Flamenco Guitar Method Vol 1 - Track 10, page 29 - Ligado (hammer on - pull off)
Quicktime Video-Clip von Track 10
Many people have questions concerning your picado section?
To play the Picado in the way I describe in my book ... read more
Quick question regarding beginnning instruction: I'm interested in learning to play Flamenco guitar. It has been suggested more than once that I begin by learning classical fundementals first and then bring that foundation to Flamenco playing. Is this 'sound' advise?
For beginners it's hard to hear the difference of a 'tocaor' (Flamenco guitar player) and a 'guitarrista' (i.e. classic guitar player). But if you are more involved in Flamenco you'll hear the difference of the tone production of the right hand. Every guitarist in Spain, who will play (learn) Flamenco start with Flamenco. Most of the guitarrists outside of spain have played many years classic or other styles before they started with Flamenco guitar playing and have muchas problemas with the right hand.
Compare Flamenco Guitar Methods. What do you think about the Flamenco Guitar Method of Graf-Martinez and Martin's method. Maybe you could compare it.
We are frirends since 20 years.
Both are great. I've bought about everything that's on the market.
I think Mr. Graf-Martinez's wonderful method books are more-contemporary and teach the style used by most other professional players today. These are the techniques you need, for example, to sit in on a dance class in Spain today with a teacher.
I think Mr Martin's wonderful method books are more-rooted in the tradition of Niño Ricardo which is an older, traditional style. I think it's great that some are keeping the older traditions alive too.
Learn it all. You can easily adapt the older falsetas to work with the more-modern rhythm compas styles.
Thank you Mr. Graf-Martinez! You and Mr Martin have both opened doors for those of us that are thousand(s) of miles from a live teacher.
I've been practising your flamenco guitar method for a couple of months now and ive realized that my rasgueo fells and sounds more natural if i play it, for example, i - m - a, instead of a - m - i. Is it possible for me to keep playing it that way or should i train harder on getting my a - m - i better?
a- m- i- i .
I really enjoy your approach to flamenco music and guitar composition. I have other learning materials though that have extensive use of 5stroke rasgueo. How do I convert these pieces to your method while still maintaining the proper feel of the piece? Do I simply use 4stroke rasgueo or a series of triplets everytime I encounter a 5stroke ras? thanks James Chaney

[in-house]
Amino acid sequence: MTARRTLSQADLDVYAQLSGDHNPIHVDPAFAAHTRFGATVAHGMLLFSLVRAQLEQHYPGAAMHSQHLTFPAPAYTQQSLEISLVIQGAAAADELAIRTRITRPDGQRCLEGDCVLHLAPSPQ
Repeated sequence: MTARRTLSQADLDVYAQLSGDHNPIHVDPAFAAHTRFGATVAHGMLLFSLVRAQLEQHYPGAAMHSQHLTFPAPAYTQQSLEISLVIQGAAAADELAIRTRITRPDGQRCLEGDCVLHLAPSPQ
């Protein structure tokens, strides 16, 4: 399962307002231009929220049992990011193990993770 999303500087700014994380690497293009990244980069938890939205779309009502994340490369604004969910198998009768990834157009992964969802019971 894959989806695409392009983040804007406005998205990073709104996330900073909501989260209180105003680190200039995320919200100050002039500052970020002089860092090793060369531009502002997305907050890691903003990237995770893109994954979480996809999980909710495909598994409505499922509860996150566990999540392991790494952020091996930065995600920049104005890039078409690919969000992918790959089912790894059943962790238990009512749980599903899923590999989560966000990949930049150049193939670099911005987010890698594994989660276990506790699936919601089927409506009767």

It's not necessary to convert your rasgueos. It is depending on the style. But if you will convert it - notice:
You have to play 4 notes instead of 5 in the same time!
I am a jazz and classical guitarist who has fallen head over heels in love with Flamenco guitar. My question relates to the five note rasqueado that evenly divides a beat as opposed to the one that ornaments a beat. How does one get the strokes to be so even that they sound like a waterfall of sound? when playing them fast does one just roll them and trust that the finger habits established when practising them slowly, fall into place? or does one CONCIOUSLY play each finger...oh by the way the pattern is c-a-m-i-i- secondly about pulgar... does one anchor the hand when doing it? does one also use the back of the nail for certain single note pulgar runs?
thank you...God bless the day i found flamenco!
The educational objective is that your Rasgueo sounds like beady raindrops and not like a noisy waterfall. See or hear what a flamenco dancer is doing. If his taconeos sound like a waterfall you will hear no rhythm, no accents and nobody is capable to accompany him.
a - m - i - i
i - a - m - i
See description on page 15 ff in my Flamenco Guitar Method or chapter 1 on my Flamenco Guitar DVD.
Does anybody know what is the best method for getting strong, hard fingernails? thank you,
Chapter 5 (Uñas) in my Flamenco Guitar Method Vol 1: When playing rasgueo, the strings are struck with the back of the nail which is worn down in the course of time because the strings act like files. To avoid this, a coating is applied to the nail, protecting the back of the nail from wear. Otherwise your nail will gradually get thinner and break. There are countless cosmetic products to coat the nail, but choose a type of nail polish or base coat which lets the nail breathe and doesnít seal it; otherwise it will get brittle. Super Glue and most other substances that harden quickly are unhealthy and will cause nail diseases if applied over a longer period of time. These may be permitted for a quick repair, but not for permanent protection. The ring fingernail is particularly susceptible because it is strained very much by performing the golpes. It may well be coated with three or four layers of nail polish, but make sure it is still flexible enough for the beats on the golpeador. Nail hardener makes the nails inflexible.
I'm looking for some good advice on how to amplify a flamenco guitar, both for rehearsals and on stage.
What's your opinion?
Is a Fishman preamp connected to an acoustic amp a good option?Is a microphone a better option? If so, what kind of microphone would one suggest to use?any other better alternatives?
Thank you for any advice!
No pick-up on this planet can reproduce the sound of the top (tapa). If you play a cheap chinese guitar it will be okay - if you will amplify your Flamenco guitar put a AKG CS1000, Røde or Sennheiser near the soundhole (live) and you will hear (amplify) the natural sound as it is.
What kind of guitar (guitarra flamenca) you are playing?
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